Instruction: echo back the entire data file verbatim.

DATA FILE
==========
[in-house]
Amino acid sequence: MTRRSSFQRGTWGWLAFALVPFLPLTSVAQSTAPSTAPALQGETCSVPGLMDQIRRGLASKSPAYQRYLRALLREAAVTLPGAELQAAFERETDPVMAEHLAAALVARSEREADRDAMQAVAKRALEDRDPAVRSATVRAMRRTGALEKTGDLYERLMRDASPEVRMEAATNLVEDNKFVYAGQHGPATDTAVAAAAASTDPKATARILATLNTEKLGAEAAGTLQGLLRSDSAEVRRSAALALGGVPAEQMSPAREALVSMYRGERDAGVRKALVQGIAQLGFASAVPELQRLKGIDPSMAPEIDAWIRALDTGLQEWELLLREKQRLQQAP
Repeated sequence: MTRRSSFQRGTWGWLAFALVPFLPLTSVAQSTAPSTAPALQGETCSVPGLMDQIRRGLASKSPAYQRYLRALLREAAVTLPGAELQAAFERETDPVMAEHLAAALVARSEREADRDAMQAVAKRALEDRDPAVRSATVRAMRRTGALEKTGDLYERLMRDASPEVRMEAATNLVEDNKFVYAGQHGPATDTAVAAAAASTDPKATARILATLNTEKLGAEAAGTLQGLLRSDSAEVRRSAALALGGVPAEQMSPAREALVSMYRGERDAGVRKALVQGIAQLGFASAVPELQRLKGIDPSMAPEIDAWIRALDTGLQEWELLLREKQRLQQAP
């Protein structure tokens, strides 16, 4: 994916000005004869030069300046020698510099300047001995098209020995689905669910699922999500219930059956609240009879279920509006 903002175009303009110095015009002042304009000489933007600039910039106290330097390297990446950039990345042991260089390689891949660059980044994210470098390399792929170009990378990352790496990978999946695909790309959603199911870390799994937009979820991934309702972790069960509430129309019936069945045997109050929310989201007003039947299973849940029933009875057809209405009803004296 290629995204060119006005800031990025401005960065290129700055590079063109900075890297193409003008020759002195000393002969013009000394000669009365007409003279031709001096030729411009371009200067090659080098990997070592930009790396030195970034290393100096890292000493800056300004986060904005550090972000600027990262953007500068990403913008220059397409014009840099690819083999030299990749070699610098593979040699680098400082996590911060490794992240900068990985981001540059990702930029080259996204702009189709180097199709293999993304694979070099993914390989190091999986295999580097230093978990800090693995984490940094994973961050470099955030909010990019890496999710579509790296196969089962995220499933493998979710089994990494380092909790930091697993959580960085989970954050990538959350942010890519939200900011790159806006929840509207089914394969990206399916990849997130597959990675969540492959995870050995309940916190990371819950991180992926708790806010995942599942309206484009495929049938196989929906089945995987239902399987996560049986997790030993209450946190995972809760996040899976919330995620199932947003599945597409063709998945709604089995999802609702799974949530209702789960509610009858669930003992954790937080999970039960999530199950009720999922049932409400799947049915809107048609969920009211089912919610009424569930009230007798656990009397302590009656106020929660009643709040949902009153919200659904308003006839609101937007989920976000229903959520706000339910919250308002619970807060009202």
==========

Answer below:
[in-house]
Amino acid sequence: MTRRSSFQRGTWGWLAFALVPFLPLTSVAQSTAPSTAPALQGETCSVPGLMDQIRRGLASKSPAYQRYLRALLREAAVTLPGAELQAAFERETDPVMAEHLAAALVARSEREADRDAMQAVAKRALEDRDPAVRSATVRAMRRTGALEKTGDLYERLMRDASPEVRMEAATNLVEDNKFVYAGQHGPATDTAVAAAAASTDPKATARILATLNTEKLGAEAAGTLQGLLRSDSAEVRRSAALALGGVPAEQMSPAREALVSMYRGERDAGVRKALVQGIAQLGFASAVPELQRLKGIDPSMAPEIDAWIRALDTGLQEWELLLREKQRLQQAP
Repeated sequence: MTRRSSFQRGTWGWLAFALVPFLPLTSVAQSTAPSTAPALQGETCSVPGLMDQIRRGLASKSPAYQRYLRALLREAAVTLPGAELQAAFERETDPVMAEHLAAALVARSEREADRDAMQAVAKRALEDRDPAVRSATVRAMRRTGALEKTGDLYERLMRDASPEVRMEAATNLVEDNKFVYAGQHGPATDTAVAAAAASTDPKATARILATLNTEKLGAEAAGTLQGLLRSDSAEVRRSAALALGGVPAEQMSPAREALVSMYRGERDAGVRKALVQGIAQLGFASAVPELQRLKGIDPSMAPEIDAWIRALDTGLQEWELLLREKQRLQQAP
């Protein structure tokens, strides 16, 4: 994916000005004869030069300046020698510099300047001995098209020995689905669910699922999500219930059956609240009879279920509006 903002175009303009110095015009002042304009000489933007600039910039106290330097390297990446950039990345042991260089390689891949660059980044994210470098390399792929170009990378990352790496990978999946695909790309959603199911870390799994937009979820991934309702972790069960509430129309019936069945045997109050929310989201007003039947299973849940029933009875057809209405009803004296 290629995204060119006005800031990025401005960065290129700055590079063109900075890297193409003008020759002195000393002969013009000394000669009365007409003279031709001096030729411009371009200067090659080098990997070592930009790396030195970034290393100096890292000493800056300004986060904005550090972000600027990262953007500068990403913008220059397409014009840099690819083999030299990749070699610098593979040699680098400082996590911060490794992240900068990985981001540059990702930029080259996204702009189709180097199709293999993304694979070099993914390989190091999986295999580097230093978990800090693995984490940094994973961050470099955030909010990019890496999710579509790296196969089962995220499933493998979710089994990494380092909790930091697993959580960085989970954050990538959350942010890519939200900011790159806006929840509207089914394969990206399916990849997130597959990675969540492959995870050995309940916190990371819950991180992926708790806010995942599942309206484009495929049938196989929906089945995987239902399987996560049986997790030993209450946190995972809760996040899976919330995620199932947003599945597409063709998945709604089995999802609702799974949530209702789960509610009858669930003992954790937080999970039960999530199950009720999922049932409400799947049915809107048609969920009211089912919610009424569930009230007798656990009397302590009656106020929660009643709040949902009153919200659904308003006839609101937007989920976000229903959520706000339910919250308002619970807060009202």